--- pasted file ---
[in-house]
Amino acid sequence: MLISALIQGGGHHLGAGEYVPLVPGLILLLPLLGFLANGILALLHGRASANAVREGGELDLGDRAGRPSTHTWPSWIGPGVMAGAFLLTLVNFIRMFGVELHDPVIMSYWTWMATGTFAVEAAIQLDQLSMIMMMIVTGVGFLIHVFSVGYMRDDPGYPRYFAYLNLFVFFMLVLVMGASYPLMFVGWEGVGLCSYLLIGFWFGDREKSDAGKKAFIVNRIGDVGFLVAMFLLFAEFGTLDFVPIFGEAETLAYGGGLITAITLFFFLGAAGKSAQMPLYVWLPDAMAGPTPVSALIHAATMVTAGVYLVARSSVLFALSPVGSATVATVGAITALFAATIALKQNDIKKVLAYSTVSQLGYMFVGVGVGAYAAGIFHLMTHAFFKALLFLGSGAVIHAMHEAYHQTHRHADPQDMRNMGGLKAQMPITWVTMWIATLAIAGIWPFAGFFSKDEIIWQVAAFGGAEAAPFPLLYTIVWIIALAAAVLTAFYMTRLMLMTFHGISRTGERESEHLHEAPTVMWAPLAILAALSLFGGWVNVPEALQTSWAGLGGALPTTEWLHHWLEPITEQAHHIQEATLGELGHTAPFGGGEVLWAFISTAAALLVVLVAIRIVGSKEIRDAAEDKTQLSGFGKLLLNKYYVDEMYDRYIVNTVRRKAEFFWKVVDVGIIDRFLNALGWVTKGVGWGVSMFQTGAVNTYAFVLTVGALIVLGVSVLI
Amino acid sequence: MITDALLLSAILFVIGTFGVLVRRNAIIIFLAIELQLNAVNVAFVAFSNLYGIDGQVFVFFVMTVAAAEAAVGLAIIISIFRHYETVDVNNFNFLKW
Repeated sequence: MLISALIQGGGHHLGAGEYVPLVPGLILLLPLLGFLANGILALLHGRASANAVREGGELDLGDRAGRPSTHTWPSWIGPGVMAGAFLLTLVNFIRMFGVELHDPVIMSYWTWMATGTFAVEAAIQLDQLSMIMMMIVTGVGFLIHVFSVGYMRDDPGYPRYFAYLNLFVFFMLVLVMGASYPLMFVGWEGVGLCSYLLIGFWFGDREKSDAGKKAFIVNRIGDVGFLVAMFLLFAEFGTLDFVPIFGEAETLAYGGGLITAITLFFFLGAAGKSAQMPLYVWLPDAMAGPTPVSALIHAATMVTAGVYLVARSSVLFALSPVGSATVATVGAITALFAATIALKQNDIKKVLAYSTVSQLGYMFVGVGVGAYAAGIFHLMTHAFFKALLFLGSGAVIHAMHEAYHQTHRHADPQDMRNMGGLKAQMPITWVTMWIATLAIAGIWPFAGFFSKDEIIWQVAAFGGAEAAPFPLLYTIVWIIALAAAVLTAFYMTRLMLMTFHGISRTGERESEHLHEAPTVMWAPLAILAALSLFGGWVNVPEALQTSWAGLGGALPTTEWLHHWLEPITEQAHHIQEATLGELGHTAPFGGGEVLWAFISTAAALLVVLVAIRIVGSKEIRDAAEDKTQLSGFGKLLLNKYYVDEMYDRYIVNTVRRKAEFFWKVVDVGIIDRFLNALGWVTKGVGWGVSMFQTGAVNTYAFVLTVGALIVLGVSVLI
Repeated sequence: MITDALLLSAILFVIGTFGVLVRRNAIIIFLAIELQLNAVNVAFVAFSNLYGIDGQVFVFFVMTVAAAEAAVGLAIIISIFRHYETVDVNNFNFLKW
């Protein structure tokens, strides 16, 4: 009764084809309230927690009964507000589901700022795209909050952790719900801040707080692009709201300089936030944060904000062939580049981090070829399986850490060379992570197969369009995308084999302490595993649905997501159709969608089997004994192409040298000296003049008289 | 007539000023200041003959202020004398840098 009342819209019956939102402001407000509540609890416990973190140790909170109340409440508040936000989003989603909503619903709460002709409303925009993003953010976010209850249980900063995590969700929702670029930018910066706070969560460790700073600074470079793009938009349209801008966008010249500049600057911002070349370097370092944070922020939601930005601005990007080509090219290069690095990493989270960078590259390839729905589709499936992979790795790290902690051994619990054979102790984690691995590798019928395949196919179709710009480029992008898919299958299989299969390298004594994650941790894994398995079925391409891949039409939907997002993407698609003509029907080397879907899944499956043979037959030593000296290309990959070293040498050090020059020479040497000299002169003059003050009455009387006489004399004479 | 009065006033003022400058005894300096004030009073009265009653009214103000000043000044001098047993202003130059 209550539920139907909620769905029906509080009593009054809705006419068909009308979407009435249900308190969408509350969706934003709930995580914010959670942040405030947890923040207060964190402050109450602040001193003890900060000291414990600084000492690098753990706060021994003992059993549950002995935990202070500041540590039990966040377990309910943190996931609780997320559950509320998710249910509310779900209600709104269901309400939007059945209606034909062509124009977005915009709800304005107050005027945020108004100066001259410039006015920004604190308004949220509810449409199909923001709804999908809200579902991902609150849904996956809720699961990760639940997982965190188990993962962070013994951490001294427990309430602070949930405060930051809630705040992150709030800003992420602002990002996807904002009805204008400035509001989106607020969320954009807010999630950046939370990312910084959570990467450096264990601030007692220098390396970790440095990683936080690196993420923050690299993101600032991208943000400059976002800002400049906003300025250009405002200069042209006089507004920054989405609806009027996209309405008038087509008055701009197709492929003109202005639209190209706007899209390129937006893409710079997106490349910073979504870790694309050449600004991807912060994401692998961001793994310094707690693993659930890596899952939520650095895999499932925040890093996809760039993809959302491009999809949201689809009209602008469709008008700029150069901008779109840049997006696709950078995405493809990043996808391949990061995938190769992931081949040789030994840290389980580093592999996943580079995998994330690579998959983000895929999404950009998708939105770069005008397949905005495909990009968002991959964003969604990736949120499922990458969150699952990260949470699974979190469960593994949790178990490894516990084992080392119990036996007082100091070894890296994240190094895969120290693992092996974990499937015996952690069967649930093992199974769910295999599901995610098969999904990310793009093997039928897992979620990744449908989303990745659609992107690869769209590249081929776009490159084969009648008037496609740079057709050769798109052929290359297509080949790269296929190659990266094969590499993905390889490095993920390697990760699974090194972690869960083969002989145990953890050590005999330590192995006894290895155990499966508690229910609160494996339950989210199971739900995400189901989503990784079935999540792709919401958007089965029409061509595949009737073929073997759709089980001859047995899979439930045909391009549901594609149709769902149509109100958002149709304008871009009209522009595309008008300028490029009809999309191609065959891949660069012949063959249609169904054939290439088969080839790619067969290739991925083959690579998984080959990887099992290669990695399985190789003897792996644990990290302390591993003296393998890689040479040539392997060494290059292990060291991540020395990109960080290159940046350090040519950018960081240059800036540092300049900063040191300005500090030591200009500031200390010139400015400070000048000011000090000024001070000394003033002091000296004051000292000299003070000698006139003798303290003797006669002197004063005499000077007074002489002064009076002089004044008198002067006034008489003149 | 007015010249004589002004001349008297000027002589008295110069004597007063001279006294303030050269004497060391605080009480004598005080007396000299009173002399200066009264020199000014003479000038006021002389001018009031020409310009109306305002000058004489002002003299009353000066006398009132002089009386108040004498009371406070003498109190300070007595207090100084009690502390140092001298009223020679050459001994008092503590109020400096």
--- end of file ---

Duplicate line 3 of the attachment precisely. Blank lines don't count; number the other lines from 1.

Amino acid sequence: MITDALLLSAILFVIGTFGVLVRRNAIIIFLAIELQLNAVNVAFVAFSNLYGIDGQVFVFFVMTVAAAEAAVGLAIIISIFRHYETVDVNNFNFLKW